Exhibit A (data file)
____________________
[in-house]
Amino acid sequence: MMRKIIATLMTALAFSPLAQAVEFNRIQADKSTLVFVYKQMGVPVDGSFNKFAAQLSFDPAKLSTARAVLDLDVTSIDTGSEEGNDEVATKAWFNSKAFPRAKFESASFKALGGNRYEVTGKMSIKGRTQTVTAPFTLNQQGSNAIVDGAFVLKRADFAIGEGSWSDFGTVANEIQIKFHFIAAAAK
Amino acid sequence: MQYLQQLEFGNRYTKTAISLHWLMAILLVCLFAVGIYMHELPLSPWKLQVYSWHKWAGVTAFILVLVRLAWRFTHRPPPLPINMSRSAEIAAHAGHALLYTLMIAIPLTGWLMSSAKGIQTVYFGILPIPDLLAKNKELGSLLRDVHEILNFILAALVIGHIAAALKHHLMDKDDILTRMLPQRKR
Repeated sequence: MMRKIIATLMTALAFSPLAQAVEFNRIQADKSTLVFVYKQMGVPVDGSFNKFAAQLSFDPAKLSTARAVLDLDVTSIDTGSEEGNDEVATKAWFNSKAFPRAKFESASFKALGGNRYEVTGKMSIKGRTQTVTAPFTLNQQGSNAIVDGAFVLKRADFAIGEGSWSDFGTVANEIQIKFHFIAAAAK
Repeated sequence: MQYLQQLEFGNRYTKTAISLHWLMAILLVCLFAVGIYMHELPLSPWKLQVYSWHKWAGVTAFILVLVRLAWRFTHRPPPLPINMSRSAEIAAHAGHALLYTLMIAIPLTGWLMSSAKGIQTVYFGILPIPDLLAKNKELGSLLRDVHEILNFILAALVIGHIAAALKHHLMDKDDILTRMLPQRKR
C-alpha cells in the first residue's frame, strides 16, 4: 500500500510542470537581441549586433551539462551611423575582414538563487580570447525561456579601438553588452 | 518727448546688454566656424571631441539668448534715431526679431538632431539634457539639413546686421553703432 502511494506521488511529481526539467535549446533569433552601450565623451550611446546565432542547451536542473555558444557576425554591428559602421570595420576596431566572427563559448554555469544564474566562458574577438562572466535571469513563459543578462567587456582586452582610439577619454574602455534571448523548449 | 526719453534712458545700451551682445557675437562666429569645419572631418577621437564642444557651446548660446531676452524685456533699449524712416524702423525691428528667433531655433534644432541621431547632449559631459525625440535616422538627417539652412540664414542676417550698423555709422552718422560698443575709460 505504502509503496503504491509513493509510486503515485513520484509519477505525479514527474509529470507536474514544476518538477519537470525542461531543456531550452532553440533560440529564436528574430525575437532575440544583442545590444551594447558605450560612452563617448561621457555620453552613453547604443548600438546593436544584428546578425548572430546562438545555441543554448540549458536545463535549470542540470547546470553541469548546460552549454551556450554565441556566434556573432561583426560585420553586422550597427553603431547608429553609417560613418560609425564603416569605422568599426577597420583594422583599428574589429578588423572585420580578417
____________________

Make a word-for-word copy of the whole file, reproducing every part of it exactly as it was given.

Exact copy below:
[in-house]
Amino acid sequence: MMRKIIATLMTALAFSPLAQAVEFNRIQADKSTLVFVYKQMGVPVDGSFNKFAAQLSFDPAKLSTARAVLDLDVTSIDTGSEEGNDEVATKAWFNSKAFPRAKFESASFKALGGNRYEVTGKMSIKGRTQTVTAPFTLNQQGSNAIVDGAFVLKRADFAIGEGSWSDFGTVANEIQIKFHFIAAAAK
Amino acid sequence: MQYLQQLEFGNRYTKTAISLHWLMAILLVCLFAVGIYMHELPLSPWKLQVYSWHKWAGVTAFILVLVRLAWRFTHRPPPLPINMSRSAEIAAHAGHALLYTLMIAIPLTGWLMSSAKGIQTVYFGILPIPDLLAKNKELGSLLRDVHEILNFILAALVIGHIAAALKHHLMDKDDILTRMLPQRKR
Repeated sequence: MMRKIIATLMTALAFSPLAQAVEFNRIQADKSTLVFVYKQMGVPVDGSFNKFAAQLSFDPAKLSTARAVLDLDVTSIDTGSEEGNDEVATKAWFNSKAFPRAKFESASFKALGGNRYEVTGKMSIKGRTQTVTAPFTLNQQGSNAIVDGAFVLKRADFAIGEGSWSDFGTVANEIQIKFHFIAAAAK
Repeated sequence: MQYLQQLEFGNRYTKTAISLHWLMAILLVCLFAVGIYMHELPLSPWKLQVYSWHKWAGVTAFILVLVRLAWRFTHRPPPLPINMSRSAEIAAHAGHALLYTLMIAIPLTGWLMSSAKGIQTVYFGILPIPDLLAKNKELGSLLRDVHEILNFILAALVIGHIAAALKHHLMDKDDILTRMLPQRKR
C-alpha cells in the first residue's frame, strides 16, 4: 500500500510542470537581441549586433551539462551611423575582414538563487580570447525561456579601438553588452 | 518727448546688454566656424571631441539668448534715431526679431538632431539634457539639413546686421553703432 502511494506521488511529481526539467535549446533569433552601450565623451550611446546565432542547451536542473555558444557576425554591428559602421570595420576596431566572427563559448554555469544564474566562458574577438562572466535571469513563459543578462567587456582586452582610439577619454574602455534571448523548449 | 526719453534712458545700451551682445557675437562666429569645419572631418577621437564642444557651446548660446531676452524685456533699449524712416524702423525691428528667433531655433534644432541621431547632449559631459525625440535616422538627417539652412540664414542676417550698423555709422552718422560698443575709460 505504502509503496503504491509513493509510486503515485513520484509519477505525479514527474509529470507536474514544476518538477519537470525542461531543456531550452532553440533560440529564436528574430525575437532575440544583442545590444551594447558605450560612452563617448561621457555620453552613453547604443548600438546593436544584428546578425548572430546562438545555441543554448540549458536545463535549470542540470547546470553541469548546460552549454551556450554565441556566434556573432561583426560585420553586422550597427553603431547608429553609417560613418560609425564603416569605422568599426577597420583594422583599428574589429578588423572585420580578417